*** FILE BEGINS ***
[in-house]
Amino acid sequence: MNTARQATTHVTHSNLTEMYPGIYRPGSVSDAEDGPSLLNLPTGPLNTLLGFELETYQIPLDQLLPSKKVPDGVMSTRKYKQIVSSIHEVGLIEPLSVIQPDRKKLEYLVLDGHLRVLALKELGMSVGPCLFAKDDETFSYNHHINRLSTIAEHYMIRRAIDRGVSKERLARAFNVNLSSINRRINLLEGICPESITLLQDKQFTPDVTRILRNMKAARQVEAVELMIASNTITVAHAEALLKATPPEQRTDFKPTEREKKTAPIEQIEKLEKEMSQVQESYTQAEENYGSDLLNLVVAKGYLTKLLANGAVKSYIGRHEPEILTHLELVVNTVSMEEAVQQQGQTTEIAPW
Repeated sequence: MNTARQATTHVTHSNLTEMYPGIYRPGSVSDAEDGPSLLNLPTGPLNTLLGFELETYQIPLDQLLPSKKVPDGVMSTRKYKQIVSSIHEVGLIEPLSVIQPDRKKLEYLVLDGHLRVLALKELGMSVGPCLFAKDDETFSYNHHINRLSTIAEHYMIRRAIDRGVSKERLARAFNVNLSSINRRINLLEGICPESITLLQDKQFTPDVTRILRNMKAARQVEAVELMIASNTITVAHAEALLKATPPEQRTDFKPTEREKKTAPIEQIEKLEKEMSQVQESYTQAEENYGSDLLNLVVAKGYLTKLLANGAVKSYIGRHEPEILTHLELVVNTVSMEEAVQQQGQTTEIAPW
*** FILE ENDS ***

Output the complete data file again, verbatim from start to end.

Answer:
[in-house]
Amino acid sequence: MNTARQATTHVTHSNLTEMYPGIYRPGSVSDAEDGPSLLNLPTGPLNTLLGFELETYQIPLDQLLPSKKVPDGVMSTRKYKQIVSSIHEVGLIEPLSVIQPDRKKLEYLVLDGHLRVLALKELGMSVGPCLFAKDDETFSYNHHINRLSTIAEHYMIRRAIDRGVSKERLARAFNVNLSSINRRINLLEGICPESITLLQDKQFTPDVTRILRNMKAARQVEAVELMIASNTITVAHAEALLKATPPEQRTDFKPTEREKKTAPIEQIEKLEKEMSQVQESYTQAEENYGSDLLNLVVAKGYLTKLLANGAVKSYIGRHEPEILTHLELVVNTVSMEEAVQQQGQTTEIAPW
Repeated sequence: MNTARQATTHVTHSNLTEMYPGIYRPGSVSDAEDGPSLLNLPTGPLNTLLGFELETYQIPLDQLLPSKKVPDGVMSTRKYKQIVSSIHEVGLIEPLSVIQPDRKKLEYLVLDGHLRVLALKELGMSVGPCLFAKDDETFSYNHHINRLSTIAEHYMIRRAIDRGVSKERLARAFNVNLSSINRRINLLEGICPESITLLQDKQFTPDVTRILRNMKAARQVEAVELMIASNTITVAHAEALLKATPPEQRTDFKPTEREKKTAPIEQIEKLEKEMSQVQESYTQAEENYGSDLLNLVVAKGYLTKLLANGAVKSYIGRHEPEILTHLELVVNTVSMEEAVQQQGQTTEIAPW